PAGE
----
Theoretical Framework

Through my unique background in clinical medical, holistic health and spiritual and religious studies, life coaching sessions will be based on a combination of different theoretical frameworks. Based on your individual situation, goals and preferences, we will together decide on the focus during the sessions. However, the general outline of will be based mainly on the following psychotherapeutic models:


Cognitive Behavioural Therapy (CBT)

CBT is probably the most commonly used and most well-known form of psychotherapy. It basically comes down to two distinctive steps: change the way you think and the way you behave. CBT focusses on challenging and changing distorted or unhelpful cognitive thought processes, beliefs, and attitudes, as well as behaviours.

Opposite from more traditional psychotherapy, CBT is a problem-focused approach and very much action-oriented, meaning it us used to deal with specific problems more than a specific diagnosis. To obtain a reachable end-goal, CBT works in a 6-step method:

1) psychological assessment
2) reconceptualisation
3) skills acquisition
4) skills consolidation and application
5) generalisation and maintenance
6) post-treatment assessment follow-up

CBT challenges cognitions, emotions, and behaviours. It is a all comprising psychotherapy, that aims to leave the individual with practical tools to not only tackle current difficulties, but also be a valuable tool for problems that might occur later in life.

Source: Korrelboom, K, Ten Broeke, E (2014). Geintegreerde Cognitieve Gedragstherapie. Countinho, Bussum.



Logotherapy is healing through meaning. Based on the concept that the main motivation of an individual to ‘survive’, is to find meaning and purpose in life. Rather than power or pleasure, it is meaning that is the primary and most powerful motivating and driving force in every human.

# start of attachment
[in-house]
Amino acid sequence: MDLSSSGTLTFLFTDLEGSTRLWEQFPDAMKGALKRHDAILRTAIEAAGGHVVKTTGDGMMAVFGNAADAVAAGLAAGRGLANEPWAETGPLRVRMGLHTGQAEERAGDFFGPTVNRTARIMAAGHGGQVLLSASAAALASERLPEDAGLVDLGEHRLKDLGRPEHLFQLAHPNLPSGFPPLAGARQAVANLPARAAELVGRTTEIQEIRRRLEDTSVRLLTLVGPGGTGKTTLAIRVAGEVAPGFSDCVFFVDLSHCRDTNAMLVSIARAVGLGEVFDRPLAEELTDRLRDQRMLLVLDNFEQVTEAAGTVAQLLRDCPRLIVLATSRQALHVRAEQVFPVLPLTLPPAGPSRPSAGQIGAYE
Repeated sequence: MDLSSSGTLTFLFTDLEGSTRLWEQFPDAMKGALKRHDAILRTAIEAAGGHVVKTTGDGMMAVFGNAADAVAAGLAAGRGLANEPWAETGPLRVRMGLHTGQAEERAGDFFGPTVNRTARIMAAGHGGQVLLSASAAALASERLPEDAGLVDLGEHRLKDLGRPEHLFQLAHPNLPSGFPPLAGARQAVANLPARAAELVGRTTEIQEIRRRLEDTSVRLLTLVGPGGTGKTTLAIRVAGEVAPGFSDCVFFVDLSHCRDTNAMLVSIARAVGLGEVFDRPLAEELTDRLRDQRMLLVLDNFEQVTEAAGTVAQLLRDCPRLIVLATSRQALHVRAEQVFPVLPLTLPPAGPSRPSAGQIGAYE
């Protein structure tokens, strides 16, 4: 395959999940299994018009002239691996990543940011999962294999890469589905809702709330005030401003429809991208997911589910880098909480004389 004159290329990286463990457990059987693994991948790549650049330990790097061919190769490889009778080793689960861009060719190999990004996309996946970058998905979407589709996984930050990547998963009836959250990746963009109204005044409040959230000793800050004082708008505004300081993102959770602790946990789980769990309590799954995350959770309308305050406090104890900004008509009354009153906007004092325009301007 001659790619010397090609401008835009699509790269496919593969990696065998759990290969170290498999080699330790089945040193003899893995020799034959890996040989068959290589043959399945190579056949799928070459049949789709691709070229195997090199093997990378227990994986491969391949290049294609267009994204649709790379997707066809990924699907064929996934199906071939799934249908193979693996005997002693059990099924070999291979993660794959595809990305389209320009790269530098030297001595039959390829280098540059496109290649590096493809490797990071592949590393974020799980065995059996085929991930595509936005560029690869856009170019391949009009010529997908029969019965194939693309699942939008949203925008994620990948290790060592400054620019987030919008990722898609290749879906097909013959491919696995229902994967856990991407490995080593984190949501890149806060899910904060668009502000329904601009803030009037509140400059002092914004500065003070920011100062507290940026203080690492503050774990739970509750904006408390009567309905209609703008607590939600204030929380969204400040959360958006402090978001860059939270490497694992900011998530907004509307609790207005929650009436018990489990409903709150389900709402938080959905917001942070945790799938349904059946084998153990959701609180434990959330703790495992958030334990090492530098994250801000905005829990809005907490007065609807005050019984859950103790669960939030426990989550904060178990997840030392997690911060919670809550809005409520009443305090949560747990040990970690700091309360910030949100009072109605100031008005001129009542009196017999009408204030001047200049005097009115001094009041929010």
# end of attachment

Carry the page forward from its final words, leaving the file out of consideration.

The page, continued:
Basic principles of logotherapy are:
1) life has meaning under all circumstances, even the most miserable ones
2) our main motivation for living is our will to find meaning in life
3) we have freedom to find meaning in what we do, and what we experience, or at least in the stance we take when faced with a situation of unchangeable suffering

Although often relating to the ‘human spirit’, logotherapy is not a spiritual or religious concept per se. The search for meaning is not necessarily the search for G-d or any other supernatural power, it is the search for the will of each individual human being.

Based on logotherapy, there are three ways in which the meaning in life can be discovered:
1) by creating a work or doing a deed
2) by experiencing something or encountering someone
3) by the attitude we take towards unavoidable something
The choice of mindset and attitude, under whatever circumstance, is the ultimate freedom of the human.

Logotherapy was first founded by neurologist and psychiatrist Viktor Frankl. Following the theories developed by Freud (psychoanalysis) and Adler (individual psychology), as well as Kierkegard’s ‘will to meaning’ (existentional analysis), logotherapy is considered the third Viennese school of psychotherapy. Although his theories were for a large part already developed before the World War II, Frankl is perhaps most well-known for relating his ‘search for meaning’ to his three years spent in Auschqitz, Dachau, and other concentration camps.

Source: Frankl, V E (2014). The Will to Meaning: Foundations and Applications of Logotherapy (Expanded Ed.). Penguin Group, New York.


Nachas Ruach Treatment Model (NRTM)

Nachas Ruach – ‘Peace of Mind’ – is a state of awareness, obtained through both psycho-social and spiritual growth and healing. It mostly reflects a state of calmness and an overall feeling of wellbeing, security, and gratification. Integrating Torah values and spirituality within the context of professional psychotherapy and hypnotherapy, the NRTM acknowledges difficulties in life, but moves on from there to obtain personal growth.

Being content is an skill; thus finding contentment in day-to-day life is something that is teachable and trainable. NRTM centralises around enhancement of self-esteem, whilst recognising that there is a higher power, i.e. G-d, in our lives that plays a central role and is able to actively intervene. In order to achieve these goals, NRTM combines meditation with cognitive challenges and breathing exercises. Whilst our modern day society very much tend to focus on ‘the pursuit of happiness’, Nachas Ruach is not something that is actively sought per se. It is the shift from ‘I’m not OK’ to ‘I’m really OK’, through stress release and letting go of negativity.

The Nachas Ruach Model was introduced in 1990 by clinical psychologist and hypnotherapist dr. Naftali Fish, and has since played a significant role in counselling and psychotherapy of the Orthodox Jewish community.

Source: Fish, N (2011). Nachas Ruach: Torah-Based Psychotherapy and Tools for Growth and Healing. Targum Press, Jerusalem